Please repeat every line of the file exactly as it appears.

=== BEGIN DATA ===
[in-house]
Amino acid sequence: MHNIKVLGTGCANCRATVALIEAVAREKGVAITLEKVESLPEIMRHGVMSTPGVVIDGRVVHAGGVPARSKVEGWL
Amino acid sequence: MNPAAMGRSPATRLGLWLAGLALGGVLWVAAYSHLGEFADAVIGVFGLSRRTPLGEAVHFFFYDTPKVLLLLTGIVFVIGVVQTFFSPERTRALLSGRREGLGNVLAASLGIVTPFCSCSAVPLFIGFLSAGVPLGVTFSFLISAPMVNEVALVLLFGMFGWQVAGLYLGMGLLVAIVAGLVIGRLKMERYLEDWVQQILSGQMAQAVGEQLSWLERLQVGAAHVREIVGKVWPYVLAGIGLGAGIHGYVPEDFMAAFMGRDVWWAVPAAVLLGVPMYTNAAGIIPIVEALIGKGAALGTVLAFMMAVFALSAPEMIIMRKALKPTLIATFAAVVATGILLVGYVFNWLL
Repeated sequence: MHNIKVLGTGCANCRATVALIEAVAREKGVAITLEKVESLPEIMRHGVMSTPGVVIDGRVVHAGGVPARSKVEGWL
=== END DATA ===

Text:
[in-house]
Amino acid sequence: MHNIKVLGTGCANCRATVALIEAVAREKGVAITLEKVESLPEIMRHGVMSTPGVVIDGRVVHAGGVPARSKVEGWL
Amino acid sequence: MNPAAMGRSPATRLGLWLAGLALGGVLWVAAYSHLGEFADAVIGVFGLSRRTPLGEAVHFFFYDTPKVLLLLTGIVFVIGVVQTFFSPERTRALLSGRREGLGNVLAASLGIVTPFCSCSAVPLFIGFLSAGVPLGVTFSFLISAPMVNEVALVLLFGMFGWQVAGLYLGMGLLVAIVAGLVIGRLKMERYLEDWVQQILSGQMAQAVGEQLSWLERLQVGAAHVREIVGKVWPYVLAGIGLGAGIHGYVPEDFMAAFMGRDVWWAVPAAVLLGVPMYTNAAGIIPIVEALIGKGAALGTVLAFMMAVFALSAPEMIIMRKALKPTLIATFAAVVATGILLVGYVFNWLL
Repeated sequence: MHNIKVLGTGCANCRATVALIEAVAREKGVAITLEKVESLPEIMRHGVMSTPGVVIDGRVVHAGGVPARSKVEGWL